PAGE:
Background: Culex pipiens is the major vector of West Nile virus in Europe, and is causing frequent outbreaks throughout the southern part of the continent. Proper empirical modelling of the population dynamics of this species can help in understanding West Nile virus epidemiology, optimizing vector surveillance and mosquito control efforts. But modelling results may differ from place to place. In this study we look at which type of models and weather variables can be consistently used across different locations.
Methods: Weekly mosquito trap collections from eight functional units located in France, Greece, Italy and Serbia for several years were combined. Additionally, rainfall, relative humidity and temperature were recorded. Correlations between lagged weather conditions and Cx. pipiens dynamics were analysed. Also seasonal autoregressive integrated moving-average (SARIMA) models were fitted to describe the temporal dynamics of Cx. pipiens and to check whether the weather variables could improve these models.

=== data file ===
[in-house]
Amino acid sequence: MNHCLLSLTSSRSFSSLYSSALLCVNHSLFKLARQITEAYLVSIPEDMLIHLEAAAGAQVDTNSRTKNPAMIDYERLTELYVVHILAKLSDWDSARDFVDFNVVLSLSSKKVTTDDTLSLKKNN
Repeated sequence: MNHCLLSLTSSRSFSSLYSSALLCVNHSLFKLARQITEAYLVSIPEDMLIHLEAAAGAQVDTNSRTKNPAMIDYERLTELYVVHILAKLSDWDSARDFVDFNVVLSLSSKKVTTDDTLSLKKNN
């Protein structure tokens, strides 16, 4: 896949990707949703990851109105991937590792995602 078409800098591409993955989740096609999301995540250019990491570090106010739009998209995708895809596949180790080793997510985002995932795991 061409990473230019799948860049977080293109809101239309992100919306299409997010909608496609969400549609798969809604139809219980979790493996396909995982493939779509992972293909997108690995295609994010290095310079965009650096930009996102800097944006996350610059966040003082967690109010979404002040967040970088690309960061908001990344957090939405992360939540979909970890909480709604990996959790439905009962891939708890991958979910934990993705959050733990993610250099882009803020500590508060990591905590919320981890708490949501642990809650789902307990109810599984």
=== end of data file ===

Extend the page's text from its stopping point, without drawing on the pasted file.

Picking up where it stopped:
Results: Correlations were strongest between mean temperatures at short time lags, followed by relative humidity, most likely due to collinearity. Precipitation alone had weak correlations and inconsistent patterns across sites. SARIMA models could also make reasonable predictions, especially when longer time series of Cx. pipiens observations are available.
Conclusions: Average temperature was a consistently good predictor across sites. When only short time series (~ < 4 years) of observations are available, average temperature can therefore be used to model Cx. pipiens dynamics. When longer time series (~ > 4 years) are available, SARIMAs can provide better statistical descriptions of Cx. pipiens dynamics, without the need for further weather variables. This suggests that density dependence is also an important determinant of Cx. pipiens dynamics.